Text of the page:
Be aware that maximum infusion rate without cardiac monitoring is 20 mEq/hour. Rates above 20 mEq/hour require cardiac monitoring.

• Make sure patient is well-hydrated and urinating before starting therapy.

• If patient complains of burning with I.V. administration, decrease flow rate.

• Give P.O. form with meals and a full glass of water or juice, to minimize GI upset.

• Ensure that patient swallows wax-matrix tablets completely, to avoid serious esophageal problems.

• Don't give wax matrix tablets to patients who have swallowing problems or possible esophageal compression.

• Be aware that potassium preparations aren't interchangeable.

• Know that dosages are expressed in mEq of potassium and that potassium chloride contains 13.4 mEq potassium/g.

Adverse reactions

CNS: confusion, unusual fatigue, restlessness, asthenia, flaccid paralysis, paresthesia, absent reflexes

CV: ECG changes, hypotension, arrhythmias, heart block, cardiac arrest

GI: nausea, vomiting, diarrhea, abdominal discomfort, flatulence

Metabolic: hyperkalemia

Musculoskeletal: weakness and heaviness of legs

Respiratory: respiratory paralysis Other: irritation at I.V. site


Drug-drug. ACE inhibitors, potassium-sparing diuretics, other potassium-containing preparations: increased risk of hyperkalemia

Drug-diagnostic tests. Potassium: increased level

Drug-food. Salt substitutes containing potassium: increased risk of hyperkalemia

Drug-herbs. Dandelion: increased risk of hyperkalemia

Licorice: decreased response to potassium

Patient monitoring

• Monitor renal function, fluid intake and output, and potassium, creatinine, and blood urea nitrogen levels.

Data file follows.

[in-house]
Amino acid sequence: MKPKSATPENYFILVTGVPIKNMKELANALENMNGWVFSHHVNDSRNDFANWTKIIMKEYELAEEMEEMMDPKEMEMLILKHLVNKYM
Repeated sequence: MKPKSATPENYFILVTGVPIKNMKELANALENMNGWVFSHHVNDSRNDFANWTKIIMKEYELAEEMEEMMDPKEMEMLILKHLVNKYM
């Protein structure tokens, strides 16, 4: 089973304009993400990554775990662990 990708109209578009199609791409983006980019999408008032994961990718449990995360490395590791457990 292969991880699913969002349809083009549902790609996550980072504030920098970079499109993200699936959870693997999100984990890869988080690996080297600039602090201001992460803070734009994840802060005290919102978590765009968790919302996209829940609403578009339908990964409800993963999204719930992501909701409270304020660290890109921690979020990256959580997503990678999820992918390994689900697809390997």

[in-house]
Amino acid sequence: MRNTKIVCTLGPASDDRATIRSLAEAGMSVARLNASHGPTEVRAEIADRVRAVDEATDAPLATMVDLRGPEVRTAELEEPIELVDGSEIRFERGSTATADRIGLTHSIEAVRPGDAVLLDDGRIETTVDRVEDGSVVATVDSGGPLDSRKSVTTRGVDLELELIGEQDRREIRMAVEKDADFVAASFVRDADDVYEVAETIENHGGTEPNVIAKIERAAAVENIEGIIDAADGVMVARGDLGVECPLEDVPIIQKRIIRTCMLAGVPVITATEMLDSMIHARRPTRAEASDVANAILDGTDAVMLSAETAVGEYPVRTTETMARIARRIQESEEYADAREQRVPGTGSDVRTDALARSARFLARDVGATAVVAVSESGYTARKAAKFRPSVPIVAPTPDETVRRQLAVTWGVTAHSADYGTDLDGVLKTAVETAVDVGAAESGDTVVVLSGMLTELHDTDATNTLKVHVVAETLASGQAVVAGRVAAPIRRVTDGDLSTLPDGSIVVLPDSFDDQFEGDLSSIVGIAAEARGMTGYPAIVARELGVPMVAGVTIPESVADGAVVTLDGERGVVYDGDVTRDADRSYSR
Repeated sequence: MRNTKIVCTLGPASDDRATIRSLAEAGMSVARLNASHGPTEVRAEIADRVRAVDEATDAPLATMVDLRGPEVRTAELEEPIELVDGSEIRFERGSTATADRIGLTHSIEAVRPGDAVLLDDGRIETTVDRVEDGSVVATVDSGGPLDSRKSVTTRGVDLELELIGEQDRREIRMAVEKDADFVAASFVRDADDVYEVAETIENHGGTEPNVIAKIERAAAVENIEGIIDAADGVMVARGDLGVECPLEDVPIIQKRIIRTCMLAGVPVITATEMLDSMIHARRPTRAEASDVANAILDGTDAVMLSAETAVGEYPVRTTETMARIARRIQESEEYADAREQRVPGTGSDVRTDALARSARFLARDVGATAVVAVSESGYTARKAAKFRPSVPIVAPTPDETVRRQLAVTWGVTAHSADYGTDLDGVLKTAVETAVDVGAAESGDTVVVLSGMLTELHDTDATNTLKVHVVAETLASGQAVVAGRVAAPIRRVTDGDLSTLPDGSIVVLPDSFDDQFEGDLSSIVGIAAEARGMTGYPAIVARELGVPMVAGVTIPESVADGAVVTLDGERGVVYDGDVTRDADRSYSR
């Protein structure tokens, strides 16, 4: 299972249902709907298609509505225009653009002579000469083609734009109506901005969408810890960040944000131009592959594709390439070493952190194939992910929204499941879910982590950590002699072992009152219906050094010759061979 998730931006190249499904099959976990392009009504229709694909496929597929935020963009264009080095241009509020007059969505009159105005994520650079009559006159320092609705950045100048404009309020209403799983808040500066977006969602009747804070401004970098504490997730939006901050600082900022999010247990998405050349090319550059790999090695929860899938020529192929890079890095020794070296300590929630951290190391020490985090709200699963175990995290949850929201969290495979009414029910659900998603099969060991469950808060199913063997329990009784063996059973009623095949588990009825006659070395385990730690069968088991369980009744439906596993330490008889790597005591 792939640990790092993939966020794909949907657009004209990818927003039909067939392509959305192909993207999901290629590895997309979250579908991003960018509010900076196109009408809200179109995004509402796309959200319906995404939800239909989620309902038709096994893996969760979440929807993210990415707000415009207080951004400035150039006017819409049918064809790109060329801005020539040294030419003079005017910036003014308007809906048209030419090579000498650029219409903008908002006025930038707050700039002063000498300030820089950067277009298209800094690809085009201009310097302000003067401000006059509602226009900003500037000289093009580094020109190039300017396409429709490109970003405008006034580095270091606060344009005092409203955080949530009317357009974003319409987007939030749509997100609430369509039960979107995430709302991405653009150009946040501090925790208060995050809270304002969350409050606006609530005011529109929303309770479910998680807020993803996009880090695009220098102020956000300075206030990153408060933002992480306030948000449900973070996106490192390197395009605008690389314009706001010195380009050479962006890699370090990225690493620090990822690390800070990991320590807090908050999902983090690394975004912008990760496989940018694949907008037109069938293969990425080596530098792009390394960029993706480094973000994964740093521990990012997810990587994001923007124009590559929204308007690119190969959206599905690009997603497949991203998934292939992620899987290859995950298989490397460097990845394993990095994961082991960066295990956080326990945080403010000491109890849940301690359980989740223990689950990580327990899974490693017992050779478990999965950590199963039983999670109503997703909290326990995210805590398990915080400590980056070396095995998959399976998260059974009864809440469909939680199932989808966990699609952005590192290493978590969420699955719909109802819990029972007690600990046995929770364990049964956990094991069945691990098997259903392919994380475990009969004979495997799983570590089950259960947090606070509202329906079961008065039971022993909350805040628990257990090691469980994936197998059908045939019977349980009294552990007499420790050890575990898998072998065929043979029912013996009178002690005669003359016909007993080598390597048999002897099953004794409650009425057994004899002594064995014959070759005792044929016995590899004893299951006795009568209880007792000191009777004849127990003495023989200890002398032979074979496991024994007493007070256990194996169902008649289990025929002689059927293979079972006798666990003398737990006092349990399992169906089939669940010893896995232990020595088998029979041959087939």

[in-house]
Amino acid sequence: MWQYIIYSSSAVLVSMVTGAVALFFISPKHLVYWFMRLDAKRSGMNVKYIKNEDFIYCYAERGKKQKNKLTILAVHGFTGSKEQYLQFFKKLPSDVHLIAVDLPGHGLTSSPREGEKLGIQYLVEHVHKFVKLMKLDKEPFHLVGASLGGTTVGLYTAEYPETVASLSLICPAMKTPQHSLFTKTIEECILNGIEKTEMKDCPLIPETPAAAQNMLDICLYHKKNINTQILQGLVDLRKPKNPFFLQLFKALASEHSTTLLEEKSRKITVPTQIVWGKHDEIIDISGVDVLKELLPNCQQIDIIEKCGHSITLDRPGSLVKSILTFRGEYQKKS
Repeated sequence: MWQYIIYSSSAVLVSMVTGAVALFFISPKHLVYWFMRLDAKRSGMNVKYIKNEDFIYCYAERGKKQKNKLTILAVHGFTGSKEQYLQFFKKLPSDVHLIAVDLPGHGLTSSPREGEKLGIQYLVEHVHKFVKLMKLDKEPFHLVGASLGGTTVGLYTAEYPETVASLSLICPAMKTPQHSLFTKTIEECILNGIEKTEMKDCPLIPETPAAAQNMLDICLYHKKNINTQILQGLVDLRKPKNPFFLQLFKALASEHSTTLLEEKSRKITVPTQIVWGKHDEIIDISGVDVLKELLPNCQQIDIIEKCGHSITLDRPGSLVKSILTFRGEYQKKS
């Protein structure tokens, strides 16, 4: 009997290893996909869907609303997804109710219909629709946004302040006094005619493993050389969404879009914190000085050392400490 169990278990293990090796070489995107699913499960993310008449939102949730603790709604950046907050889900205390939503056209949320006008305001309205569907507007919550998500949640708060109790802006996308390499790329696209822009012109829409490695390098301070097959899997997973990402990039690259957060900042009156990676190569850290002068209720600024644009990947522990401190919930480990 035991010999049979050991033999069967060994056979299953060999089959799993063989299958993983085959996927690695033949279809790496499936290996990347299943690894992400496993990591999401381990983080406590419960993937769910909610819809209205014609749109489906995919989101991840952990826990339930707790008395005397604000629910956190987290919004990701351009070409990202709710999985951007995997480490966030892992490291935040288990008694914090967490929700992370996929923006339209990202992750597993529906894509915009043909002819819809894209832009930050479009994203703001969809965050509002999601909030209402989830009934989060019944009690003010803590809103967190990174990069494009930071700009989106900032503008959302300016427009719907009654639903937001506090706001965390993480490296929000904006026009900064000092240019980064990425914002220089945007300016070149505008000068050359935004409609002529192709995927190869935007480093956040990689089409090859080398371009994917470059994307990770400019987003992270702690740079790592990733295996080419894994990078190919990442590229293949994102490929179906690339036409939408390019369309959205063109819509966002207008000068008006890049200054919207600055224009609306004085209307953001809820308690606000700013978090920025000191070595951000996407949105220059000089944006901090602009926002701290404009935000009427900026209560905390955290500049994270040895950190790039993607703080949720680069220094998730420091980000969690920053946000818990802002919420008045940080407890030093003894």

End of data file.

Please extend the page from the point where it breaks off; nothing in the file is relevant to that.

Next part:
• Assess vital signs and ECG. Stay alert for arrhythmias.

• Monitor neurologic status. Watch for neurologic complications.

• Monitor I.V. site for irritation.

Know that potassium is contra-indicated in patients with severe renal impairment and must be used with extreme caution (if at all) in patients with any degree of renal impairment, because of risk of life-threatening hyperkalemia.

Patient teaching

• Instruct patient to mix and dissolve powder completely in 3 to 8 oz of water or juice.

• Tell patient to swallow extended-release capsules whole without crushing or chewing them.

• Instruct patient to take oral form with or just after a meal, with a glass of water or fruit juice.

• Tell patient to sip diluted liquid form over 5 to 10 minutes.

• Advise patient to report nausea, vomiting, confusion, numbness and tingling, unusual fatigue or weakness, or a heavy feeling in legs.

• Tell patient to minimize GI upset by eating frequent, small servings of food and drinking plenty of fluids.

• Inform patient that although wax matrix form may appear in stool, drug has already been absorbed.

• Advise patient not to use salt substitutes.

• As appropriate, review all other significant and life-threatening adverse reactions and interactions, especially those related to the drugs, tests, foods, and herbs mentioned above.

McGraw-Hill Nurse's Drug Handbook, 7th Ed. Copyright © 2013 by The McGraw-Hill Companies, Inc. All rights reserved


A trademark for an oral preparation of extended-release potassium chloride.
The American Heritage® Medical Dictionary Copyright © 2007, 2004 by Houghton Mifflin Company. Published by Houghton Mifflin Company. All rights reserved.
References in periodicals archive ?
Sandoz will distribute the full line of Klor-Con products and has begun marketing the full potassium chloride line of products to customers.